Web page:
As we all know today, the highway lobby and the flying machine lobby noshed on generous helpings of tax dollars. The public trough became resplendently festooned with lobbyists bearing fistfuls of campaign donations.

Missouri became the very first state in the nation to award a contract to construct a highway funded by the Federal Aid – Highway Act of 1956 – only four days after it was signed into law. The new asphalt competitor for the Missouri River Eagle was I-70 between Kansas City and St. Louis.

This, the very first of America’s interstate highways became an infinitely greater threat to Missouri Pacific passenger trains in Missouri than the CB&Q/Alton alliance could ever have conceived. As envisioned, the 37,700 mile system of “interstate and defense highways” was projected to cost $27.2 billion when calculated in 1954. That number had increased to $128.9 billion by the time the interstate system was “completed.” That difference is almost insignificant when calculated in percentage terms: just under 475%.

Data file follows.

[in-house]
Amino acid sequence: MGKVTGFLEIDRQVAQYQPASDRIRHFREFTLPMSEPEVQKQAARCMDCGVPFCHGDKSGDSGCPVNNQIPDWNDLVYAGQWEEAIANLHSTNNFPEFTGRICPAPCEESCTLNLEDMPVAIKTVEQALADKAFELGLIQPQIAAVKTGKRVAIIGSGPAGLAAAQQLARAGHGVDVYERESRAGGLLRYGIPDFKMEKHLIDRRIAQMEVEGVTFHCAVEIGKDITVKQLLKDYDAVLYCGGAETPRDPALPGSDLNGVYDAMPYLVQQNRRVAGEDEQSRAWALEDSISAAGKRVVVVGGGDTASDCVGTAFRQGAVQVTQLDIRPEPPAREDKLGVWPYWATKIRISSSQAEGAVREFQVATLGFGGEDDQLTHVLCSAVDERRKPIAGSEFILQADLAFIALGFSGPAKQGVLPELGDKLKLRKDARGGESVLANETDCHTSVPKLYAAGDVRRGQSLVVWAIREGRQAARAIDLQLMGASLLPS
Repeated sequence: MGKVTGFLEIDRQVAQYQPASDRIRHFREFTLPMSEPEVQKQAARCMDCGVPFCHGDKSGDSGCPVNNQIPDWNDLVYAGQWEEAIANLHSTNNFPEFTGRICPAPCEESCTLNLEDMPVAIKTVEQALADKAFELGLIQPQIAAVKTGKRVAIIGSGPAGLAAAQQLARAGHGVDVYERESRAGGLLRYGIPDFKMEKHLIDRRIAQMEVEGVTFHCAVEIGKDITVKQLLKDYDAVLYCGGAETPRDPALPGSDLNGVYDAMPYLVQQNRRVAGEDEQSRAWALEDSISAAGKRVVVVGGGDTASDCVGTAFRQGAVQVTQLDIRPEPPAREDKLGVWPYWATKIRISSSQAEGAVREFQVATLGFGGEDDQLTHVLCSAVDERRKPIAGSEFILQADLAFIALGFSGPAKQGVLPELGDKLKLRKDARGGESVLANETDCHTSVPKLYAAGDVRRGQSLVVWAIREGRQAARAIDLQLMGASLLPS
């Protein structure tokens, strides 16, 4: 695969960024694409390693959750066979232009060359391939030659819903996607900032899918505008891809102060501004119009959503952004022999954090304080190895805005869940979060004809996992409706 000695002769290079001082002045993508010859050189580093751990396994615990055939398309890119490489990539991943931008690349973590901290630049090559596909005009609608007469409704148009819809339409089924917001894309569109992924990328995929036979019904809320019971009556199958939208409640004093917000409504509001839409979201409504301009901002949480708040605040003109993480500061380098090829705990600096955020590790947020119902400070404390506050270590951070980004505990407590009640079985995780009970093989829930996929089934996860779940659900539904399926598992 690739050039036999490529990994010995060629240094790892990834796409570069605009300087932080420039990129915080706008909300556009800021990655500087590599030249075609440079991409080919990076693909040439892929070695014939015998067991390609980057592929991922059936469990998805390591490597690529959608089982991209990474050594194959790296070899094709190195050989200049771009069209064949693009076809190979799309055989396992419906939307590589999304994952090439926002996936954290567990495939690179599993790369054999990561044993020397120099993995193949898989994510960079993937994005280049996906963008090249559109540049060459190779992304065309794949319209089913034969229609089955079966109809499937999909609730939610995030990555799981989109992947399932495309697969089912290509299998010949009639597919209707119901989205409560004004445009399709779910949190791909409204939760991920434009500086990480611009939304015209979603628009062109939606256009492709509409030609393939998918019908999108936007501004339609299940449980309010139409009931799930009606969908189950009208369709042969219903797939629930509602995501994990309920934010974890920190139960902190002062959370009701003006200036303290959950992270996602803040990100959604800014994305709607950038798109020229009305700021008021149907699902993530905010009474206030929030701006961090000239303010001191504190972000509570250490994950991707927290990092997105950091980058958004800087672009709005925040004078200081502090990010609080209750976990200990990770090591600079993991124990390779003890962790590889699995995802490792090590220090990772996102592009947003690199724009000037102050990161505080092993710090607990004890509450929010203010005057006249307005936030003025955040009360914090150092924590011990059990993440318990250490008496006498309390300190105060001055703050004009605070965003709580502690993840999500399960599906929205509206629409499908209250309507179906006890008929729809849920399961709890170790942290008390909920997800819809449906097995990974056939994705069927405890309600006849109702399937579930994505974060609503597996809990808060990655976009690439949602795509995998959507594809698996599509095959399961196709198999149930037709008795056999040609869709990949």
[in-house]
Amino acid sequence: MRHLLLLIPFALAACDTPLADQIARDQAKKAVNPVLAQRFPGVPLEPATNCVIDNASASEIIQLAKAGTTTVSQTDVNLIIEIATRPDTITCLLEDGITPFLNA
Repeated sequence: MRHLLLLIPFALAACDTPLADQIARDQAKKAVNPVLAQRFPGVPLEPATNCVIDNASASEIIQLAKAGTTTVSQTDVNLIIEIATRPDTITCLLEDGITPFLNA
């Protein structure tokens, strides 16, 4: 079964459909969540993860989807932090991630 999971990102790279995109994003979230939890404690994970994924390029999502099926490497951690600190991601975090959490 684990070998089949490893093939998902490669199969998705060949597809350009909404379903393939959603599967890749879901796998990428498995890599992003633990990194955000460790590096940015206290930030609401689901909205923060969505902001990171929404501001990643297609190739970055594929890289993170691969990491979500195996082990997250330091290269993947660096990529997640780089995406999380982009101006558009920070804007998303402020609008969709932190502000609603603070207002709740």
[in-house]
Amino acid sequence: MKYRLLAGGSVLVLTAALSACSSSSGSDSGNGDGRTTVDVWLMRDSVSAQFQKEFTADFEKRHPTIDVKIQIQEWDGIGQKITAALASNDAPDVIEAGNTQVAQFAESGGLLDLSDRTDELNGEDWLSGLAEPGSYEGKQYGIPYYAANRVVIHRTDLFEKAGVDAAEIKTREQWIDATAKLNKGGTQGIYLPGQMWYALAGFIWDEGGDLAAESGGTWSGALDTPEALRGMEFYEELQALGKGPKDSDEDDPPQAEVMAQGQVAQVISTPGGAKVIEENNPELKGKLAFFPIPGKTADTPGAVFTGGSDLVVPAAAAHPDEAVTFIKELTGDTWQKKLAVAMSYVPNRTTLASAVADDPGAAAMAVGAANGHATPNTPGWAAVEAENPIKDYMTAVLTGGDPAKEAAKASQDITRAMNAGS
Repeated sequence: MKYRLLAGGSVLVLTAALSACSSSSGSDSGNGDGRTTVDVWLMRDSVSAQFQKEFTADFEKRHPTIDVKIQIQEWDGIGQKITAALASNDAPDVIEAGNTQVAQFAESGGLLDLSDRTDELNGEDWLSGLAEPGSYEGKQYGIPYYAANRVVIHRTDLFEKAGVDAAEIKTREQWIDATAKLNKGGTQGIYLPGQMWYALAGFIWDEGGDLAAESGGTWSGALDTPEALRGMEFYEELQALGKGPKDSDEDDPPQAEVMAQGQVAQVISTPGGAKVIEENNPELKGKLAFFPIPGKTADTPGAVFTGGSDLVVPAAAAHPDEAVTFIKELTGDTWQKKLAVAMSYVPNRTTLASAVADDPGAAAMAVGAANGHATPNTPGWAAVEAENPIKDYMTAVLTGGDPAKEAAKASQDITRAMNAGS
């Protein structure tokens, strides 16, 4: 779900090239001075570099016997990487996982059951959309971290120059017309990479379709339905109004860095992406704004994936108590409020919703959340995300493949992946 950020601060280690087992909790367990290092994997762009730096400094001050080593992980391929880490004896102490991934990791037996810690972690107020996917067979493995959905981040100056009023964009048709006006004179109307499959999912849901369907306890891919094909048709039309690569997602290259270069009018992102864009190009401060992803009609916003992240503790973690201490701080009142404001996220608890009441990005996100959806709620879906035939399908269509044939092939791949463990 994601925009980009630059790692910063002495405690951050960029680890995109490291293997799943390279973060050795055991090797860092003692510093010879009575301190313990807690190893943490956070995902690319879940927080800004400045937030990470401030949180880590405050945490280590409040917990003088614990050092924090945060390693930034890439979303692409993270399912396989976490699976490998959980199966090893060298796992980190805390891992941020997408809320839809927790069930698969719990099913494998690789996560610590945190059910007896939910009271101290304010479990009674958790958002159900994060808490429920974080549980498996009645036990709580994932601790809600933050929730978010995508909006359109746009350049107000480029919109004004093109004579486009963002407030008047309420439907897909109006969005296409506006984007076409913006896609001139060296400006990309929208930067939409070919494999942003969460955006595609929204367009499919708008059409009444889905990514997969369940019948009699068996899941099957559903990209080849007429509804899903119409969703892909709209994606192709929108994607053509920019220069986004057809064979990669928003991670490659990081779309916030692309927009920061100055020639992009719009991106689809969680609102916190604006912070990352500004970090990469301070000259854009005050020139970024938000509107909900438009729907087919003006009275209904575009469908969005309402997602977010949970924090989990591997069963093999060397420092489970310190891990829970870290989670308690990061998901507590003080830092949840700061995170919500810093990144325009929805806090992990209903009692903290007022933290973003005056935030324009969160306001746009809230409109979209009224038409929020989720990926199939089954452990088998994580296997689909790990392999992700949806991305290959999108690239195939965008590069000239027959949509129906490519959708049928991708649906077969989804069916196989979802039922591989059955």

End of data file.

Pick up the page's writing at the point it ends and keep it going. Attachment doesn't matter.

How could any private business expect to compete with that? And more to the point, how could the Missouri River Eagle compete with all of this going on?

The answer is simply that it couldn’t.

I have never found myself sympathetic to the 1960s era of the Missouri Pacific under Downing Jenks, its then president. Jenks had lost interest in passengers and wanted to be rid of both the passengers and the trains which carried them.

At the same time, I am forced to ask myself what I might have done differently given the challenges MoPac faced with taxpayer supported competitors. I don’t have a good answer.

The Colorado Eagle suffered one of the first of MoPac’s major service reductions, though service on some secondary main lines such as the Rainbow Special, a Kansas City to Branson to Little Rock route had lost passenger service earlier. 

One bright day in March 1964, the Colorado Eagle was a delightful train with Pullmans, dining and lounge service, and dome cars. MoPac even offered an attractive “Thrift-T-Sleeper” economy service advertised as “Sleep-N-Save” using extensively modernized heavyweight Pullmans.

The next day, there was a Kansas City to Denver train with a couple of coaches – and no name. The St. Louis to Kansas City segment still had a dining/parlor car but at Kansas City, the diner was cut off.